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Second government watchdog airs concerns about hotel quarantine

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The Queensland Ombudsman has revealed he raised concerns with Queensland Health over its handling of border restrictions and quarantine, saying most of the COVID-related complaints he received over the past year were directed at the department.

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Anthony Reilly, who heads the office responsible for investigating complaints against government agencies, said he approached the department after an increasing number of people complain about delays in decision making.

These complaints grew to a peak of 30 a month in September last year before the Ombudsman approached the department to improve its systems.

“Queensland Health officers actively engaged with us to find ways to improve their systems,” Reilly said in his annual report tabled in state parliament.

The office of the Queensland Ombudsman is the second agency to go public with concerns about the way health bureaucrats have handled pandemic-related policies such as hotel quarantine.

The state’s Human Rights Commissioner Scott McDougall last week raised concerns about the “blanket approach” the department had used in dealing with people seeking hotel quarantine exemptions.

In his report, Reilly accepted that for a public emergency response to be effective government agencies needed broad powers “at the expense of individual liberties and democratic norms”.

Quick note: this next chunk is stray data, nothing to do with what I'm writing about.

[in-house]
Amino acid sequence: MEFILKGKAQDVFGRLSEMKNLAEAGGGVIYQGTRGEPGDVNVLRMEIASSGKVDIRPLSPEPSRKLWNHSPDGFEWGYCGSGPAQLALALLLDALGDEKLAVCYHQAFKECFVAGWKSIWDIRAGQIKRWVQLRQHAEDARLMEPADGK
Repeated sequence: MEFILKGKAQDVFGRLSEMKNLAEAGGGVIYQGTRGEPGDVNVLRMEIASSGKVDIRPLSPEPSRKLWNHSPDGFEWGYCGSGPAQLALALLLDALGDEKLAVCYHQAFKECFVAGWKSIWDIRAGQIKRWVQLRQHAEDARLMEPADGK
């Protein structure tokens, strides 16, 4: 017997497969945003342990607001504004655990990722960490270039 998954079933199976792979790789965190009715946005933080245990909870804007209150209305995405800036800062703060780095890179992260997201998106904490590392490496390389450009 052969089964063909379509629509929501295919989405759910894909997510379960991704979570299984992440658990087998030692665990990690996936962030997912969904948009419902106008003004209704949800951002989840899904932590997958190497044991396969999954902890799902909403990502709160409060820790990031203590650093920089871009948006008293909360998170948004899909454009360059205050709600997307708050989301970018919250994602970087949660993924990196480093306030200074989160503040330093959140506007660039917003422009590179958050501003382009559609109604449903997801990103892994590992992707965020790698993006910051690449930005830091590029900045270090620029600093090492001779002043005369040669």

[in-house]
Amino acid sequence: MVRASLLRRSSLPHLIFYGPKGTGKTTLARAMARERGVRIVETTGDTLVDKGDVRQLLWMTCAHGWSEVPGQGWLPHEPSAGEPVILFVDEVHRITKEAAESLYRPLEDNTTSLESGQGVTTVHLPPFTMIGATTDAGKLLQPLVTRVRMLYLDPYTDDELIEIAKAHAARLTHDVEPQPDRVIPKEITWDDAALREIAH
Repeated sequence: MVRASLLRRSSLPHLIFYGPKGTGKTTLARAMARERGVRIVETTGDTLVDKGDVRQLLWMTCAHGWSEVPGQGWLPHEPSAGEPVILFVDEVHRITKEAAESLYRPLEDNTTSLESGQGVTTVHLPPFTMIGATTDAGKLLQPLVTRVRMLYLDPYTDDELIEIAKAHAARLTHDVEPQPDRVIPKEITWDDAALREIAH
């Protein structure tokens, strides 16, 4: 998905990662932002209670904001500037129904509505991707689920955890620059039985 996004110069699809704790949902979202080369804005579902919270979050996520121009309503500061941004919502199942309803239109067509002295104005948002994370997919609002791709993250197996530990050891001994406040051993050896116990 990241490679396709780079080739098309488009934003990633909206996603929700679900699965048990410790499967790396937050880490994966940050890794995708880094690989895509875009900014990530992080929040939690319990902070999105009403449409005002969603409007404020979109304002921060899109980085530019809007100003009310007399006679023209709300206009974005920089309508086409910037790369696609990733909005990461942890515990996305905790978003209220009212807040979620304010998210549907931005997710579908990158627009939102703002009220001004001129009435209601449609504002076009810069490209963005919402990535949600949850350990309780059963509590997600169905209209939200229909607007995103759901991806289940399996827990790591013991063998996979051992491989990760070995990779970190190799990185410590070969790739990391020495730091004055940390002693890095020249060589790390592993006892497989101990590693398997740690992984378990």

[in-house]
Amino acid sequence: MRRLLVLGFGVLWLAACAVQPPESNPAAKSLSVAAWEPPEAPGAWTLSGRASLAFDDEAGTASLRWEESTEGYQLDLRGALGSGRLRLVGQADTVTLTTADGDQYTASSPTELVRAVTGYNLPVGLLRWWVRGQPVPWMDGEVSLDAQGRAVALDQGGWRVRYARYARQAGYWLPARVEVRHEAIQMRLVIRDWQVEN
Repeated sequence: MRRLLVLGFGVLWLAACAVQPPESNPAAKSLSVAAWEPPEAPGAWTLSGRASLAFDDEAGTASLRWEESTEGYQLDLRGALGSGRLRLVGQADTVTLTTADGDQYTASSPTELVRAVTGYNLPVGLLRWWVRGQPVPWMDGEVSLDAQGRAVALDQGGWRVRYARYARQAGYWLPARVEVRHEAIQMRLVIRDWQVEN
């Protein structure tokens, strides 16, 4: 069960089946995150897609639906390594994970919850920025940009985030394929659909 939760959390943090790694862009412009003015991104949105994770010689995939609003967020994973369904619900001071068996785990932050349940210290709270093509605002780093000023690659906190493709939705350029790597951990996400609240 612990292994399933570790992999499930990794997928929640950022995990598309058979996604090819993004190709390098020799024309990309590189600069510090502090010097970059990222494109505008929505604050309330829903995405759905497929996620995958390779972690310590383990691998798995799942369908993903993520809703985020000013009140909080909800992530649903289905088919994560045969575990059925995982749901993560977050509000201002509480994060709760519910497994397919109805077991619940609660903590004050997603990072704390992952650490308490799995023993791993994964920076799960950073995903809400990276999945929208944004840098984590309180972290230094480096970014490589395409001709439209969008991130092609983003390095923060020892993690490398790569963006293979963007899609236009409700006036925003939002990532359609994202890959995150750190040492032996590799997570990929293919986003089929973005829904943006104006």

“An emergency response environment can, however, increase the risk of poor decision-making as systems come under pressure, and openness and transparency are perceived as barriers to action,” he wrote.

“As observed by the Auditor-General in his report on the Queensland Government response to COVID-19, ‘it is critical that government-led responses are supported by sound controls to manage any additional risks, and effective governance and leadership must continue’ .”

He said that off the 266 complaints connected to the COVID-19 pandemic that his office received in the 2020-21 year, 178 of them were directed at Queensland Health.

However, he said these represented just 3.8 per cent of all complaints to the Ombudsman over the year.

“Considered in this light, the number of pandemic related complaints is very small – particularly given the unprecedented, broad and deep impact across the community of pandemic related administrative actions,” he said.

While quarantine and border controls dominated pandemic-related complaints in the early part of the year, by April this year more general complaints about issues such as mask mandates had increased.

 

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